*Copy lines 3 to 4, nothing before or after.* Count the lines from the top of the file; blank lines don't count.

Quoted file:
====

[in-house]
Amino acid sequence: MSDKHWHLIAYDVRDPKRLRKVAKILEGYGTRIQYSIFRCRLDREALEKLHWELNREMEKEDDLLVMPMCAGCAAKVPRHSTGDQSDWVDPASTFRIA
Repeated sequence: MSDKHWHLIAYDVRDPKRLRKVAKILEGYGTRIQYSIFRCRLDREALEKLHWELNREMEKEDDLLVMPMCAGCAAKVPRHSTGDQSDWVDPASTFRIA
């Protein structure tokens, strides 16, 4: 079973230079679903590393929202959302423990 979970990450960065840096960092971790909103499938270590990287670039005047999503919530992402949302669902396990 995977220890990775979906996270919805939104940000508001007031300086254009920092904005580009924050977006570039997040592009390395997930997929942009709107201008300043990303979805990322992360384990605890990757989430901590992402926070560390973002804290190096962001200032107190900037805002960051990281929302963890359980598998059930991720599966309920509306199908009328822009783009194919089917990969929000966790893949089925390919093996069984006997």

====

Repeated sequence: MSDKHWHLIAYDVRDPKRLRKVAKILEGYGTRIQYSIFRCRLDREALEKLHWELNREMEKEDDLLVMPMCAGCAAKVPRHSTGDQSDWVDPASTFRIA
């Protein structure tokens, strides 16, 4: 079973230079679903590393929202959302423990 979970990450960065840096960092971790909103499938270590990287670039005047999503919530992402949302669902396990 995977220890990775979906996270919805939104940000508001007031300086254009920092904005580009924050977006570039997040592009390395997930997929942009709107201008300043990303979805990322992360384990605890990757989430901590992402926070560390973002804290190096962001200032107190900037805002960051990281929302963890359980598998059930991720599966309920509306199908009328822009783009194919089917990969929000966790893949089925390919093996069984006997």